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In my app, I am using postgresql to return composite type values like this:

select row('a','b','c','d');

This query returns:

(a,b,c,d)

I am using more complex types, which contains arrays of other composite types etc. In my DB layer, I parse returned value and "unpack" arrays and other composites from it.

The problem?

select row(array[1,2,3,4]);

and

select row('{1,2,3,4}');

gives exactly same output:

("{1,2,3,4}")

How can I distinguish when this '{1,2,3,4}' is meant as regular string (possibly supplied by user) and when it is meant as array?

Should not be there something like escape sequence for { and } in composite field value?

P.S. I cannot use something like select * from row[1,2,3].

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2 Answers 2

up vote 2 down vote accepted

The safest way to determine column type is to query result set metadata.

I can't tell you how because you didn't specify your framework/language. In general you need to extend some result set class and resolve this disambiguity there.

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I knew about possiblity of queriing metadata of result set, but you (together with Craig Ringer) helped me to look on a problem from different view. Thank you both. –  JoshuaBoshi Nov 18 '12 at 18:31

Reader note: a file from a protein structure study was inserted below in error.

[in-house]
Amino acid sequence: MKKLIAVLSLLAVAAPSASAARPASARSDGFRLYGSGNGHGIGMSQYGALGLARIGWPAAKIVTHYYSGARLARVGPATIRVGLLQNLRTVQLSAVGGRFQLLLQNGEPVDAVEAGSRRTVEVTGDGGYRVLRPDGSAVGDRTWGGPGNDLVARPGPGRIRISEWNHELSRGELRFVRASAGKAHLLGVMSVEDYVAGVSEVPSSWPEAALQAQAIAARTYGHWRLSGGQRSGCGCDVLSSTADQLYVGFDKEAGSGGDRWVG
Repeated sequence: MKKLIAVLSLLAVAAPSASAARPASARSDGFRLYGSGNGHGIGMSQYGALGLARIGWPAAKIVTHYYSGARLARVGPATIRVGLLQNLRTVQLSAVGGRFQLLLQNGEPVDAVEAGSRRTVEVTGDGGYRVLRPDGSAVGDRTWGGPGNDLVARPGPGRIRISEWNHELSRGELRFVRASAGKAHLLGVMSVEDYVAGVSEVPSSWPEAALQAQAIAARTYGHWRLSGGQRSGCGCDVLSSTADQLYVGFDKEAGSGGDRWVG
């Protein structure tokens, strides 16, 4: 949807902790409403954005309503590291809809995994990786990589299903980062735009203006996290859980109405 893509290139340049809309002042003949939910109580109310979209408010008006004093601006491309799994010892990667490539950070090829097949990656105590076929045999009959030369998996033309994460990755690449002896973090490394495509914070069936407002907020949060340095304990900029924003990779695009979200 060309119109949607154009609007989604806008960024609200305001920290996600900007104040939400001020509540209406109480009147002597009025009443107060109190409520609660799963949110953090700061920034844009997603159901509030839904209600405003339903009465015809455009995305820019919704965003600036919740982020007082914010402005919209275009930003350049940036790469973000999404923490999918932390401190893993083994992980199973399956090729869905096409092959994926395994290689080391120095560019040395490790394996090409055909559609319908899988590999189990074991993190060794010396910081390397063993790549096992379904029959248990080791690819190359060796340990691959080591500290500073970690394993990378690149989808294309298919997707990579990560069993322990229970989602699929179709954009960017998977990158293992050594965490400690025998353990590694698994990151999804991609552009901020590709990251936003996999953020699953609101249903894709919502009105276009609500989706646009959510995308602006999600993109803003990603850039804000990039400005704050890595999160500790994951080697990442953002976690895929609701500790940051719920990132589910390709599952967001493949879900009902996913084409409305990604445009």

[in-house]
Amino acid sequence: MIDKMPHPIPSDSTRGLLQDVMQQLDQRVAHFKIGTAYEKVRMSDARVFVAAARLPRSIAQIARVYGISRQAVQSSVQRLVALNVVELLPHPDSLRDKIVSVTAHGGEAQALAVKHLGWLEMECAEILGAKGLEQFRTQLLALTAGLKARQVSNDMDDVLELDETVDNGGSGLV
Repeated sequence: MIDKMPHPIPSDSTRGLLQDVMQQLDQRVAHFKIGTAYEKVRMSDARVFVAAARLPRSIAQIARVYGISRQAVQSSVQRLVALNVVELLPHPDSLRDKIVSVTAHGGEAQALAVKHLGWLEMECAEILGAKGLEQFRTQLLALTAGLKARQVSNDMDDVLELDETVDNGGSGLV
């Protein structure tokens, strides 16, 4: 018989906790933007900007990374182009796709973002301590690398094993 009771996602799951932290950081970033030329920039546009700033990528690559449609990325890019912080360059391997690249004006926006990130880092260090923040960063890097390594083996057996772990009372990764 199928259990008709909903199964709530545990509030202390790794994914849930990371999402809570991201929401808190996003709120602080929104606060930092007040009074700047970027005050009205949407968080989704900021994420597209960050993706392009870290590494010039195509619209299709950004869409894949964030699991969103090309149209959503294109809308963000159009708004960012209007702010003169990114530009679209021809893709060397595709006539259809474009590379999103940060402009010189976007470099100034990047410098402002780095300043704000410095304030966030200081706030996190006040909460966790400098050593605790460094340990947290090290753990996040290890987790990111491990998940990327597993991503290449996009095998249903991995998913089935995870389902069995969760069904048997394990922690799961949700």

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Since you're using anonymous records, this will be challenging. Observe:

SELECT pg_typeof( row('{1,2,3,4}') ), pg_typeof( row(array[1,2,3,4]) );

If possible use named types with CREATE TYPE instead of anonymous records (ROW() constructors) . Then you can examine the rowtypes.

CREATE TYPE r1 AS (col1 text);
CREATE TYPE r2 AS (col1 integer[]);

SELECT pg_typeof( row('{1,2,3,4}')::r1 ), pg_typeof( row(array[1,2,3,4])::r2 );

There may be more detail in the protocol-level result set metadata, as Ondrej suggests, offering ways to do this without having to use record types.

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your SQL gives exact same result for both: record. What gives? –  mvp Nov 18 '12 at 7:41
    
@mvp Exactly - you can't just use pg_typeof to determine the internal type of a record. I'll amend my answer to make that clearer. –  Craig Ringer Nov 18 '12 at 9:12
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